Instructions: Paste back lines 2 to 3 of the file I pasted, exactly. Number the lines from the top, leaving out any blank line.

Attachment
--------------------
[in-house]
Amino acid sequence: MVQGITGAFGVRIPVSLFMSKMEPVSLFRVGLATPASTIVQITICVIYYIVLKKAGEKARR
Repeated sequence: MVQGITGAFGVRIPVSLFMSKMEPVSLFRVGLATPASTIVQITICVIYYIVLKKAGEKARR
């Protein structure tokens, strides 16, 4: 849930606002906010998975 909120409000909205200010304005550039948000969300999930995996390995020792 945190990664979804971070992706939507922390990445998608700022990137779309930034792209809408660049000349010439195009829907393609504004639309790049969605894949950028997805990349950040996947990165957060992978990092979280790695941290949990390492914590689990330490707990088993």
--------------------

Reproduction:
Amino acid sequence: MVQGITGAFGVRIPVSLFMSKMEPVSLFRVGLATPASTIVQITICVIYYIVLKKAGEKARR
Repeated sequence: MVQGITGAFGVRIPVSLFMSKMEPVSLFRVGLATPASTIVQITICVIYYIVLKKAGEKARR